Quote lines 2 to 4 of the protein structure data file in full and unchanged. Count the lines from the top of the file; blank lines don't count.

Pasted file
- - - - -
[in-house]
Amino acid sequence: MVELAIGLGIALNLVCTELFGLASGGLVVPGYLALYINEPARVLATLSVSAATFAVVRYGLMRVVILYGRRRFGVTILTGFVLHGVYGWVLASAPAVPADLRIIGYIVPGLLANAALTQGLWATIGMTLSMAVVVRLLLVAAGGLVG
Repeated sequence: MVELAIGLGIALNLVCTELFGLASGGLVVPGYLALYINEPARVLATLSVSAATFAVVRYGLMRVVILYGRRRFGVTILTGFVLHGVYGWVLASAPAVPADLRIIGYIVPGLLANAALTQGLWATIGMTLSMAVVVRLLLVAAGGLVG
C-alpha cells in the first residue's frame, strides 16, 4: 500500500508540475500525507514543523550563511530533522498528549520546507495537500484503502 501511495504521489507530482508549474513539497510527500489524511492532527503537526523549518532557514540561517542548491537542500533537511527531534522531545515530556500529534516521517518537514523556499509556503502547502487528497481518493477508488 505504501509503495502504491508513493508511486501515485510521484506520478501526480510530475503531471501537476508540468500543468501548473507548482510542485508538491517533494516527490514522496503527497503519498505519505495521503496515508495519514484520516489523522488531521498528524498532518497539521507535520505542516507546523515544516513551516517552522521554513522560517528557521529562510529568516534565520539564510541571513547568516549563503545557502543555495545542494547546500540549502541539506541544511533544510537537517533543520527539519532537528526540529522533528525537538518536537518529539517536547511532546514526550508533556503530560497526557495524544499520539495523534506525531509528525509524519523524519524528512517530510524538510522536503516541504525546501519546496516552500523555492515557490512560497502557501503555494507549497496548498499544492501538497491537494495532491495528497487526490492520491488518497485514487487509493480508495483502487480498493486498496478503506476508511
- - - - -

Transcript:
Amino acid sequence: MVELAIGLGIALNLVCTELFGLASGGLVVPGYLALYINEPARVLATLSVSAATFAVVRYGLMRVVILYGRRRFGVTILTGFVLHGVYGWVLASAPAVPADLRIIGYIVPGLLANAALTQGLWATIGMTLSMAVVVRLLLVAAGGLVG
Repeated sequence: MVELAIGLGIALNLVCTELFGLASGGLVVPGYLALYINEPARVLATLSVSAATFAVVRYGLMRVVILYGRRRFGVTILTGFVLHGVYGWVLASAPAVPADLRIIGYIVPGLLANAALTQGLWATIGMTLSMAVVVRLLLVAAGGLVG
C-alpha cells in the first residue's frame, strides 16, 4: 500500500508540475500525507514543523550563511530533522498528549520546507495537500484503502 501511495504521489507530482508549474513539497510527500489524511492532527503537526523549518532557514540561517542548491537542500533537511527531534522531545515530556500529534516521517518537514523556499509556503502547502487528497481518493477508488 505504501509503495502504491508513493508511486501515485510521484506520478501526480510530475503531471501537476508540468500543468501548473507548482510542485508538491517533494516527490514522496503527497503519498505519505495521503496515508495519514484520516489523522488531521498528524498532518497539521507535520505542516507546523515544516513551516517552522521554513522560517528557521529562510529568516534565520539564510541571513547568516549563503545557502543555495545542494547546500540549502541539506541544511533544510537537517533543520527539519532537528526540529522533528525537538518536537518529539517536547511532546514526550508533556503530560497526557495524544499520539495523534506525531509528525509524519523524519524528512517530510524538510522536503516541504525546501519546496516552500523555492515557490512560497502557501503555494507549497496548498499544492501538497491537494495532491495528497487526490492520491488518497485514487487509493480508495483502487480498493486498496478503506476508511